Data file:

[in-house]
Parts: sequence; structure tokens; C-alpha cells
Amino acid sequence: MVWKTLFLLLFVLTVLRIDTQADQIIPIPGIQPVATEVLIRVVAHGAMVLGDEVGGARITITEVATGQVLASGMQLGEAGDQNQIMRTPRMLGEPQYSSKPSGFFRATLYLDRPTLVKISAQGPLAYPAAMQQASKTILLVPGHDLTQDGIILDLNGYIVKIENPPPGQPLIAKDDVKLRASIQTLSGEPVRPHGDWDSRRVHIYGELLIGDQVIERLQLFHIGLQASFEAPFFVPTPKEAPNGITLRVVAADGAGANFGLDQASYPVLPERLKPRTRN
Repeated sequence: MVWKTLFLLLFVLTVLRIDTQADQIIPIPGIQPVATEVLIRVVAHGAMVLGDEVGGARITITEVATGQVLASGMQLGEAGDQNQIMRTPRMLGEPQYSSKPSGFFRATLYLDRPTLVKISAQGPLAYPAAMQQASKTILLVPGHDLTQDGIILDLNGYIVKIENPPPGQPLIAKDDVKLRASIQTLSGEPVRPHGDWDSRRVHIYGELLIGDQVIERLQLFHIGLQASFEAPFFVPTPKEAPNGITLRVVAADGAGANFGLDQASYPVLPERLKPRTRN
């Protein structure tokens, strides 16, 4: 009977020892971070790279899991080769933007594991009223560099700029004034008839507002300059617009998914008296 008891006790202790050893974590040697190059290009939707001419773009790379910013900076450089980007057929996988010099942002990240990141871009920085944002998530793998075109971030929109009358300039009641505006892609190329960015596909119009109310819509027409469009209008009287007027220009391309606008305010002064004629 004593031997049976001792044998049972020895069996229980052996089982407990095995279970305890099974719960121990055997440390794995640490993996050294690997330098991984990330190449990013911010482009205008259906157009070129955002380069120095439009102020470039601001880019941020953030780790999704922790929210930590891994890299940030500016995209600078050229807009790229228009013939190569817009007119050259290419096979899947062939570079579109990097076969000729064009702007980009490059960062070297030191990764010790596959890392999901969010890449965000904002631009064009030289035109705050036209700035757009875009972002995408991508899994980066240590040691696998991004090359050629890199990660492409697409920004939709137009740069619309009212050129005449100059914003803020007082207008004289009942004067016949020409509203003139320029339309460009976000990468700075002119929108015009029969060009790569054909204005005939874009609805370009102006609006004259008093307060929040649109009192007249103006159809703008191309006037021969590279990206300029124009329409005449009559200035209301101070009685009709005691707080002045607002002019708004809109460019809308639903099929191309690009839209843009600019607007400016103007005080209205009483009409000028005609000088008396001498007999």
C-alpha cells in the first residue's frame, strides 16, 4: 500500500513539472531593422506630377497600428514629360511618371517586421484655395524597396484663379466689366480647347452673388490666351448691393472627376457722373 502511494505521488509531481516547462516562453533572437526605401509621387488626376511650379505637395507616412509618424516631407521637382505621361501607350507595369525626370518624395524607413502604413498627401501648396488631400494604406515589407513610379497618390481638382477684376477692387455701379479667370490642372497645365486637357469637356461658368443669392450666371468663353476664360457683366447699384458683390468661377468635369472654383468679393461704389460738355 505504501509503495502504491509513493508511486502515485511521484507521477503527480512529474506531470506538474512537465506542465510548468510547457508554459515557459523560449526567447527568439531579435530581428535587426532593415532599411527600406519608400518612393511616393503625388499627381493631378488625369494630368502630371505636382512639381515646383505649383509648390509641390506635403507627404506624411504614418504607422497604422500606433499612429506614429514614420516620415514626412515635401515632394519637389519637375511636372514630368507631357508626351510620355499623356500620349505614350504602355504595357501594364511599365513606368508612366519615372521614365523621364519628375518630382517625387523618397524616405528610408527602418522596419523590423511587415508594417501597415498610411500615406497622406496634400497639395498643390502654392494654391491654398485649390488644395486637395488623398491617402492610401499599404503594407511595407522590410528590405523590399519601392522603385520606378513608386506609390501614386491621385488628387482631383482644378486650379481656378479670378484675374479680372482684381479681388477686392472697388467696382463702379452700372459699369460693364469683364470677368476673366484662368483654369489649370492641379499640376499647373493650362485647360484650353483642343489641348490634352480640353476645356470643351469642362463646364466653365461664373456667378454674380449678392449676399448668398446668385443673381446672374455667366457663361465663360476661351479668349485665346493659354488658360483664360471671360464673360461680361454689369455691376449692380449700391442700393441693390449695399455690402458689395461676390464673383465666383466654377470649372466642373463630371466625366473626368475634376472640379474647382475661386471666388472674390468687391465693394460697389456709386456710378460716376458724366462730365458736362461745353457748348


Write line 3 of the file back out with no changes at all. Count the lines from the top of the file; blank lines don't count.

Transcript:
Amino acid sequence: MVWKTLFLLLFVLTVLRIDTQADQIIPIPGIQPVATEVLIRVVAHGAMVLGDEVGGARITITEVATGQVLASGMQLGEAGDQNQIMRTPRMLGEPQYSSKPSGFFRATLYLDRPTLVKISAQGPLAYPAAMQQASKTILLVPGHDLTQDGIILDLNGYIVKIENPPPGQPLIAKDDVKLRASIQTLSGEPVRPHGDWDSRRVHIYGELLIGDQVIERLQLFHIGLQASFEAPFFVPTPKEAPNGITLRVVAADGAGANFGLDQASYPVLPERLKPRTRN